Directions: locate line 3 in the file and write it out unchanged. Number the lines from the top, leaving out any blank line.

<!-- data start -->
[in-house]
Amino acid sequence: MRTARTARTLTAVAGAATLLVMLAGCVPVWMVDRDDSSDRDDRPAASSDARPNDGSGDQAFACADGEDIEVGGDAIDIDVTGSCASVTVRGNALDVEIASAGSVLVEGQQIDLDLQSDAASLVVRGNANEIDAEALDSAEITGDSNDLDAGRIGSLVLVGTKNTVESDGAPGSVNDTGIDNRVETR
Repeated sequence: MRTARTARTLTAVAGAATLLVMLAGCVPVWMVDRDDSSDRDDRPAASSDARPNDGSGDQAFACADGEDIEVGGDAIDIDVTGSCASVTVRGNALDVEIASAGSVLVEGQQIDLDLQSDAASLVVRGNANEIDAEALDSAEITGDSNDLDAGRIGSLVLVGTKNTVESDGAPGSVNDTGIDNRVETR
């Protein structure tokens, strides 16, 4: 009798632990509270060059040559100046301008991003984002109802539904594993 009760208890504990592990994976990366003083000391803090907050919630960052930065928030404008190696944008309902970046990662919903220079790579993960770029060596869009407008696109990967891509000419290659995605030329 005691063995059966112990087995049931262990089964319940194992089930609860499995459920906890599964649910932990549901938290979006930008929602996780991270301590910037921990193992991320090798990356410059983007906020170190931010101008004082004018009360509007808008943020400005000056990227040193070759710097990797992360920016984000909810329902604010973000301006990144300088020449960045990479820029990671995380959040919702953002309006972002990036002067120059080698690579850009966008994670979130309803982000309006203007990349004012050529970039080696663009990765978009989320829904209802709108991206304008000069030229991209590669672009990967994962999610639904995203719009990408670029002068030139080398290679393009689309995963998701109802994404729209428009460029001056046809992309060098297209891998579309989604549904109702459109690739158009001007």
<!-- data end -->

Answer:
Repeated sequence: MRTARTARTLTAVAGAATLLVMLAGCVPVWMVDRDDSSDRDDRPAASSDARPNDGSGDQAFACADGEDIEVGGDAIDIDVTGSCASVTVRGNALDVEIASAGSVLVEGQQIDLDLQSDAASLVVRGNANEIDAEALDSAEITGDSNDLDAGRIGSLVLVGTKNTVESDGAPGSVNDTGIDNRVETR